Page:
This beautiful fountain located in the middle of the Paseo del Prado is definitely worth seeing when you’re in Madrid. As a little side information, Neptune was the God of fresh water and the sea and was also worshipped by the Romans as a god of horses.
Paseo del Prado
Walk down this lovely avenue towards Atocha station. There are lots of cultural stops on the way: Prado Museum, Thyssen-Bornemisza museum and the Royal Botanical Garden, amongst others. I really do recommend going inside the Royal Botanical Garden which is full of palm trees and other tropical plants and flowers. There are thousands of varieties to admire.
This is the largest railway station in Madrid and is wonderful from the outside but is even more of a surprise inside.
Once inside, you forget that you are in Madrid and feel as though you have been transported to a tropical oasis...
Plaza de Cibeles
This fountain and iconic monument are a true symbol of Madrid. They may seem familiar to you from TV as it is where Real Madrid and other Spanish sports teams celebrate their victories. The Cybele Palace used to be the headquarters of the Post and is now the Madrid City Hall. You can even go up to the rooftop for a drink to admire the panoramic views over Madrid.
Puerta de Alcalá
Its name comes from being the old path from Madrid to Alcalá de Henares (a beautiful town located outside of Madrid - see below). It is next to one of the main entrances to the Retiro Park and also leads you to the wealthy district of Salamanca.
This is one of the main and largest parks of the city and is where the Madrilians spend their weekends, especially on a hot sunny day. You can spend a day having a picnic and renting a paddle boat to tour the huge pond or just simply getting lost and wandering around its magnificent greenery.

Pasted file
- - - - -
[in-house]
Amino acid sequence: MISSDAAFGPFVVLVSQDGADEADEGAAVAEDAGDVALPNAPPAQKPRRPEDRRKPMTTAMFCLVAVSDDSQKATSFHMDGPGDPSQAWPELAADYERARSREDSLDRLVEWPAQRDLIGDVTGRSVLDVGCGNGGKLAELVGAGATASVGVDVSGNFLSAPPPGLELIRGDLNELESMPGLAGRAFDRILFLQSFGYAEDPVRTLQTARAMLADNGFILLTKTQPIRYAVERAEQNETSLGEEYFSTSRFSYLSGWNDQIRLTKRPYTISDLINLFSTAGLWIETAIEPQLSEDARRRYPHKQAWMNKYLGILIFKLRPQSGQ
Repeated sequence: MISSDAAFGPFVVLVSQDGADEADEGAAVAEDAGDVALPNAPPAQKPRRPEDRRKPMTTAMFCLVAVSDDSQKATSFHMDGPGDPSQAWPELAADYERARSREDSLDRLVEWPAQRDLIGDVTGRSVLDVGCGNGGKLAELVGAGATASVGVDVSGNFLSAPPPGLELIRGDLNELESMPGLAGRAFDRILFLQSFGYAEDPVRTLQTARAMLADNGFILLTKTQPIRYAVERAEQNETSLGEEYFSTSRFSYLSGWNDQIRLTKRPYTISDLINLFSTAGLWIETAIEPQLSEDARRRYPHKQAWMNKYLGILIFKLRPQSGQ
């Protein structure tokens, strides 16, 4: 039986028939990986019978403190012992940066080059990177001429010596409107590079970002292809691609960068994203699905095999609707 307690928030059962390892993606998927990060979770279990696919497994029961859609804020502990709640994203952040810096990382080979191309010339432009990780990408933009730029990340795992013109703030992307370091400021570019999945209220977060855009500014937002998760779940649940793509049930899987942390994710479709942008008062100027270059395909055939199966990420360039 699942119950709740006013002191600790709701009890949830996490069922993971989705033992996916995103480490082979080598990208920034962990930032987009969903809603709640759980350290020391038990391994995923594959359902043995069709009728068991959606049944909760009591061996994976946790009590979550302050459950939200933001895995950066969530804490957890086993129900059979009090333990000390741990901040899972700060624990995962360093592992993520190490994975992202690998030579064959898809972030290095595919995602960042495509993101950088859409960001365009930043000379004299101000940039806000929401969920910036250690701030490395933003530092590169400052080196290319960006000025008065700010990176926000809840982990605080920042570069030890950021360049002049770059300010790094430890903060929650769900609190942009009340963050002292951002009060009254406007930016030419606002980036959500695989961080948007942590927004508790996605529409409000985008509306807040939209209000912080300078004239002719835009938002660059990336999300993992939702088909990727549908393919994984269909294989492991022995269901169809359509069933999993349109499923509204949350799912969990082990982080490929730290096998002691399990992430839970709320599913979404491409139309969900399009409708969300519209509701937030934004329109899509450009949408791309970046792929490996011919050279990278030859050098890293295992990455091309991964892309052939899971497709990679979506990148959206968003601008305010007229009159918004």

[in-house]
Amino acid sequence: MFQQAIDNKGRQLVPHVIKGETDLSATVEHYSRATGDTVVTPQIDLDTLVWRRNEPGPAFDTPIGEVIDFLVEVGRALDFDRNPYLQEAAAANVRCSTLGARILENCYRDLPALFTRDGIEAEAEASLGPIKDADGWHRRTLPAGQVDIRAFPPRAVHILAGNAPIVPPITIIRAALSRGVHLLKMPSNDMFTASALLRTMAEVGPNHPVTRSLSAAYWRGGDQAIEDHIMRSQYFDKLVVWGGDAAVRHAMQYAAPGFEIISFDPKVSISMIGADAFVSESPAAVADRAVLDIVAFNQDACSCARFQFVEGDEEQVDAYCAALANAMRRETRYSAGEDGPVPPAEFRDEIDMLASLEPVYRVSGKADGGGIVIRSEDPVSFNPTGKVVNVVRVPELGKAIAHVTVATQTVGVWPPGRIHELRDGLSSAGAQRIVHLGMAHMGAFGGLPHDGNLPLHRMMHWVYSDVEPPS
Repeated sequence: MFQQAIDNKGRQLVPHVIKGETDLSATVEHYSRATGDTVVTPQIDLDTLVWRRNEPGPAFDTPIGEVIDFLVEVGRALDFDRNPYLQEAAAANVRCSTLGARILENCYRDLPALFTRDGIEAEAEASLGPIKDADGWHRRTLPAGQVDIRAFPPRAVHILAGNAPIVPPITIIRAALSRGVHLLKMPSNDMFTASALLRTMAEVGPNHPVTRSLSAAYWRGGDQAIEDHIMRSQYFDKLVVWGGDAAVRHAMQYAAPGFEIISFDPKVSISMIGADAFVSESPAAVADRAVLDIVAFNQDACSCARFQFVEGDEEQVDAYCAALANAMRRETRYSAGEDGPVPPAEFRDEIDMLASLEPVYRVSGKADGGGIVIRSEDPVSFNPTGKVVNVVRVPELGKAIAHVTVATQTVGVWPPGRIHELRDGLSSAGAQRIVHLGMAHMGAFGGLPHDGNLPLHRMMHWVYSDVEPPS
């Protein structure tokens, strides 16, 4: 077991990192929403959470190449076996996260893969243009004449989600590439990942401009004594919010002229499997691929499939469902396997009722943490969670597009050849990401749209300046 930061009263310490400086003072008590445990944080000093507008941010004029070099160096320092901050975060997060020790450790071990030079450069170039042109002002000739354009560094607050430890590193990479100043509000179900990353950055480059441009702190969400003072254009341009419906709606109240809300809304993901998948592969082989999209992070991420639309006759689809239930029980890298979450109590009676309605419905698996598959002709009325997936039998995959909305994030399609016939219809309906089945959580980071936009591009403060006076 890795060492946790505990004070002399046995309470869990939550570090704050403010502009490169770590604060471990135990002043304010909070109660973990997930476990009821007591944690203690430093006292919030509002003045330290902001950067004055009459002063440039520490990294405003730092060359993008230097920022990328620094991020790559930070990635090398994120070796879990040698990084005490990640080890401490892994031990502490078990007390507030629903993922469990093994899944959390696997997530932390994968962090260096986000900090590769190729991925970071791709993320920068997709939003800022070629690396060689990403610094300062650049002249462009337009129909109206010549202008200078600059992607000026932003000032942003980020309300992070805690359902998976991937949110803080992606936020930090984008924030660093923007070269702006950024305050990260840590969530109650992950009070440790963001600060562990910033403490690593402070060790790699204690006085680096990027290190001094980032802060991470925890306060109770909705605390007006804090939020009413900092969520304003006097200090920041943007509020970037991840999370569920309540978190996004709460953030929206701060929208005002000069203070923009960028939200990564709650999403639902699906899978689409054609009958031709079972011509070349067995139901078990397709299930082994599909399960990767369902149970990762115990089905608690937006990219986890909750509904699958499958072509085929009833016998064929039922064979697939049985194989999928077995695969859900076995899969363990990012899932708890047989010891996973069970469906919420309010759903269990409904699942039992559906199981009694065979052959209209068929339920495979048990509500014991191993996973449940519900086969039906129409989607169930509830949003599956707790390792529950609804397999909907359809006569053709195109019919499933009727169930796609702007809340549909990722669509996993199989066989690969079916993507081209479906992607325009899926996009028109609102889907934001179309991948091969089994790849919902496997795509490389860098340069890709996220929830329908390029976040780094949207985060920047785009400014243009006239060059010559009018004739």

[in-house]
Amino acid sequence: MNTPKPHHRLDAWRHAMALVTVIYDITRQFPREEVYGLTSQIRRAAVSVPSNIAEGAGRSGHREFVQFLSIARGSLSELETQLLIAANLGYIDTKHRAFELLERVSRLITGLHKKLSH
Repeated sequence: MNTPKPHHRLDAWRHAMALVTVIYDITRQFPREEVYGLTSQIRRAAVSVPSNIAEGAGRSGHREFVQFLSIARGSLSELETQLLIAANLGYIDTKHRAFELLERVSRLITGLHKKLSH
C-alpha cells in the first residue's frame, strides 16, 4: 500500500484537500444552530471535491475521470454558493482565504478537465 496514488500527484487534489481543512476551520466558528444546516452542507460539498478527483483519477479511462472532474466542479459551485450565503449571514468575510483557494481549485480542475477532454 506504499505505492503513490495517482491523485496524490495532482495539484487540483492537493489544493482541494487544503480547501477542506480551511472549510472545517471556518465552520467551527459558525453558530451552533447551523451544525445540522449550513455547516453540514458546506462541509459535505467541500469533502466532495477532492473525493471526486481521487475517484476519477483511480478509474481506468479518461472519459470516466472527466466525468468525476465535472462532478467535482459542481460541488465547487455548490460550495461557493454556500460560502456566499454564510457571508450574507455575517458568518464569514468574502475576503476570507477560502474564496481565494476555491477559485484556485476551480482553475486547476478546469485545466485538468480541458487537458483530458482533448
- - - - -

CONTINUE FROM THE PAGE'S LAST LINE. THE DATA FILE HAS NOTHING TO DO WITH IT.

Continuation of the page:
Make sure you visit the Palacio de Cristal (free entrance) – a beautiful glass pavilion with an iron framework which was inspired by Crystal Palace in London. It used to be a botanical garden and now is used for exhibitions. This is one of my favourite monuments in the park.
This is one of the oldest neighborhoods of Madrid and it is full of charm. Every Sunday there is a market and it gets very lively. La Latina is full of lovely traditional Spanish restaurants and is where you can find some great tapas. It is not as popular amongst the tourists in comparison to the Plaza Mayor so it is the best place to experience true Spanish gastronomy.
Plaza de Olavide
This is another hotspot in Madrid where the young locals go and this square is full of atmosphere on the weekend. There are several bars and restaurants with terraces where you can go to soak up the sun on a good day over a glass of sangria or a caña.
It is hard to resist going shopping in a city like Madrid. You will be surprised by all the lovely little boutiques that are hidden away on the backstreets across the city. The main streets such as Goya, Velazquez, and Ortega y Gasset are the chic streets of Madrid with a mixture of high-street brands and luxury brands making it ideal for everyone. If you are looking for more original quirky boutiques then go to Fuencarral street and the district of Chueca.
🚌Day trips from Madrid
If you are visiting for more than a weekend and fancy going outside of Madrid then I suggest the following places which are all UNESCO World Heritage Sites and are all within an hour's distance from Madrid by bus or by train:
El Escorial - for its outstanding Monastery, mediaeval architecture and small cobbled streets.
Alcalá de Henares - for its rich history in literature - home of Miguel de Cervantes.
Toledo - for its beautiful cobbled streets and mediaeval architecture - used to be the capital of Spain.
Segovia - for its renowned Aqueduct and Cathedral that will remind you of Disney.
Aranjuez - for its magnificent Royal Palace and Gardens.
When are you next going to Madrid?
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English and French wanderer. Based in Paris. Tasting the world through one escape to another...